Most of my joints will bend the wrong way(s) under any kind of pressure. It’s only in the last few years that I’ve grasped that this is a thing with considerable implications. It explains much of why I hurt, and why I get tired a lot. The tissues supporting my joints are softer than normal, so everything takes more effort, and I’m more likely to injure myself, including micro-damage. When I was first dealing with fatigue issues in my teens, I’m not sure anyone was aware of this sort of thing. No one asked about my joints.
My ankles are especially bad. I spent my childhood falling over a lot, running was scary and difficult. But, I’ve persisted, kept moving, walked, danced, swam, did what I could with this body and tried not to hurt it too much. I hold pens and chopsticks the ‘wrong’ way to alleviate hand pressure. I hold bows the wrong way, I probably type wrongly as well, but I get by.
A few weeks into learning Tai Chi it became apparent that I couldn’t get the knee and toe positions right for most stances. It’s a small knee bend. My teacher talked a lot about not bending knees the wrong way – clearly used to a lot of older students with dodgy knees. I started exploring what was happening between knees and ankles and realised I was loading the joints badly. Thus started a massive program to re-think how I stand and walk.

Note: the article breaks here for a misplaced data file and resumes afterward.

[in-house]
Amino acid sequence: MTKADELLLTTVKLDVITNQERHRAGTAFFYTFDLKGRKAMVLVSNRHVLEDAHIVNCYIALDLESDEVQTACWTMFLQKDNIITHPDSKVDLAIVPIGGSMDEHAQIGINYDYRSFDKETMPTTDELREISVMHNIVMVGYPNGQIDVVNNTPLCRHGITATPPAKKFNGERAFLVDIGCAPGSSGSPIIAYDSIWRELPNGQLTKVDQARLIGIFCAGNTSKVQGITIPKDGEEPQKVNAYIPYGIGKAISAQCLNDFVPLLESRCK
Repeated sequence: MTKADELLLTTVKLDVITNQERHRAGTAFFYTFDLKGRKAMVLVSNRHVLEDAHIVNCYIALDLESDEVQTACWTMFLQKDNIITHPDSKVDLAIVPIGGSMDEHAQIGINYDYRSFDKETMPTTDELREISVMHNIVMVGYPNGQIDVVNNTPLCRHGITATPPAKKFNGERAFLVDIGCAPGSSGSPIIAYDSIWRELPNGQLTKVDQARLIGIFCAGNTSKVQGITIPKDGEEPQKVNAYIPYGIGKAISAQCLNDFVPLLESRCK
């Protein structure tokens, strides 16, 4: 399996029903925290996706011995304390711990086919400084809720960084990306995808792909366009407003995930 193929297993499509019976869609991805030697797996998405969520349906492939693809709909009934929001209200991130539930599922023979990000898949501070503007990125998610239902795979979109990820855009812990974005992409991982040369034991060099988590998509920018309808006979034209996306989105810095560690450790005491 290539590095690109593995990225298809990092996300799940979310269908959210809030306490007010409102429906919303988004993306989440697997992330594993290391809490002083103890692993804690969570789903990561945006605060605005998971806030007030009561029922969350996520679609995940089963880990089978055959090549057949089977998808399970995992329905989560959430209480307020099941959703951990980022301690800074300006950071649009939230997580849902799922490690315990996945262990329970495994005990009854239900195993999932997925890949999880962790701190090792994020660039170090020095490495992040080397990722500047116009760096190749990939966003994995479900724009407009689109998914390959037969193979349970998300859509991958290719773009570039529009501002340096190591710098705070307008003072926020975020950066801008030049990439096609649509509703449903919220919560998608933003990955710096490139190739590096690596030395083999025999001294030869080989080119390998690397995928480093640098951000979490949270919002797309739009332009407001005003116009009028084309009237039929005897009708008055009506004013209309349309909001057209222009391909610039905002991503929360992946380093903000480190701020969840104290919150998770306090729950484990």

My ankles default to rolling outwards in response to any kind of pressure (i.e. being stood up). This probably makes me more likely to fall over, and I suspect it puts pressure on my knees and thighs. One of my hip joints is very loose as it is and often problematic. To correct my ankles I had to get more weight onto the inside of my foot. I focused on my big toes. I did it when practicing Tai Chi, and also when walking, and at first it really hurt, and gradually it’s got easier.
This in turn has got me looking at my toes. I’ve never been a serious wearer of pointy, heeled shoes so my toes aren’t much distorted by that, but they do all roll towards the middle. Getting my weight in the right place has meant training my toes to spread out a bit more. I need to build toe strength! When learning new moves I have to figure out how I’m going to get my ankles to the right place, and this can be tricky with bigger steps, but I’m getting there, and my teacher has been supportive and helpful.
I’ve learned a lot about my body in recent months. I’ve learned things that I wish I’d known when I was a child, struggling with sports lessons. I wish my teachers had known. I wish my doctors had known when I started having fatigue issues. I spent so long with body pain being treated like an over-reaction, fatigue being treated like drama, the poor co-ordination that goes with hypermobility being treated like a personal failing or lack of effort. It’s hard to ask for help when you’ve been convinced that your body is fine and your mind is the problem. I’m getting there now, and it’s changed how I feel about myself and what I do with my body.
I’d internalised so much of that sense of my body issues just meaning that I am a crap person in some way. Having a clear sense of the mechanics has been empowering, and allows me to feel better about myself. I get tired more than the average person because everything takes me more effort. I hurt more because I take more damage. It was never all in my head. And now that I’m dealing with it as a thing happening in my body, I might even be able to improve the situation for myself.